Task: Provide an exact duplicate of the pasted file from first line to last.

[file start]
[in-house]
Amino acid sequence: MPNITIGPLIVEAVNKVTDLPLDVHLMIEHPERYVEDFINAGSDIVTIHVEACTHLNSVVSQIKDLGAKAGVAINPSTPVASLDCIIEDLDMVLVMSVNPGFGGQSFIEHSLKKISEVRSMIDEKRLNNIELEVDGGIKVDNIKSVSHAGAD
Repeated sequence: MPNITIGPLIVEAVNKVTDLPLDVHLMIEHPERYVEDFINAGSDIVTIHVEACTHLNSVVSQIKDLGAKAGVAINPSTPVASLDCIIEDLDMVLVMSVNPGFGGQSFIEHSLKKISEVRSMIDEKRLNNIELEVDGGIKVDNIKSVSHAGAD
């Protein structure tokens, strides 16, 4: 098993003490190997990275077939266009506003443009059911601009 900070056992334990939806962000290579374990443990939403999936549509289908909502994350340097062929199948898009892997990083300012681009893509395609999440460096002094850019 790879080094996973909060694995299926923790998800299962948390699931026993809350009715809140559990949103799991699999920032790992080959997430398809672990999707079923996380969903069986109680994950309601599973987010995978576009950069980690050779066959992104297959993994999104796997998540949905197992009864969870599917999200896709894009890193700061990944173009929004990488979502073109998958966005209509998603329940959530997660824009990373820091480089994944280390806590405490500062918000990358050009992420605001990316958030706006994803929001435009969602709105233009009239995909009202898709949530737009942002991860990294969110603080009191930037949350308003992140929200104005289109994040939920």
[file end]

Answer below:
[in-house]
Amino acid sequence: MPNITIGPLIVEAVNKVTDLPLDVHLMIEHPERYVEDFINAGSDIVTIHVEACTHLNSVVSQIKDLGAKAGVAINPSTPVASLDCIIEDLDMVLVMSVNPGFGGQSFIEHSLKKISEVRSMIDEKRLNNIELEVDGGIKVDNIKSVSHAGAD
Repeated sequence: MPNITIGPLIVEAVNKVTDLPLDVHLMIEHPERYVEDFINAGSDIVTIHVEACTHLNSVVSQIKDLGAKAGVAINPSTPVASLDCIIEDLDMVLVMSVNPGFGGQSFIEHSLKKISEVRSMIDEKRLNNIELEVDGGIKVDNIKSVSHAGAD
């Protein structure tokens, strides 16, 4: 098993003490190997990275077939266009506003443009059911601009 900070056992334990939806962000290579374990443990939403999936549509289908909502994350340097062929199948898009892997990083300012681009893509395609999440460096002094850019 790879080094996973909060694995299926923790998800299962948390699931026993809350009715809140559990949103799991699999920032790992080959997430398809672990999707079923996380969903069986109680994950309601599973987010995978576009950069980690050779066959992104297959993994999104796997998540949905197992009864969870599917999200896709894009890193700061990944173009929004990488979502073109998958966005209509998603329940959530997660824009990373820091480089994944280390806590405490500062918000990358050009992420605001990316958030706006994803929001435009969602709105233009009239995909009202898709949530737009942002991860990294969110603080009191930037949350308003992140929200104005289109994040939920």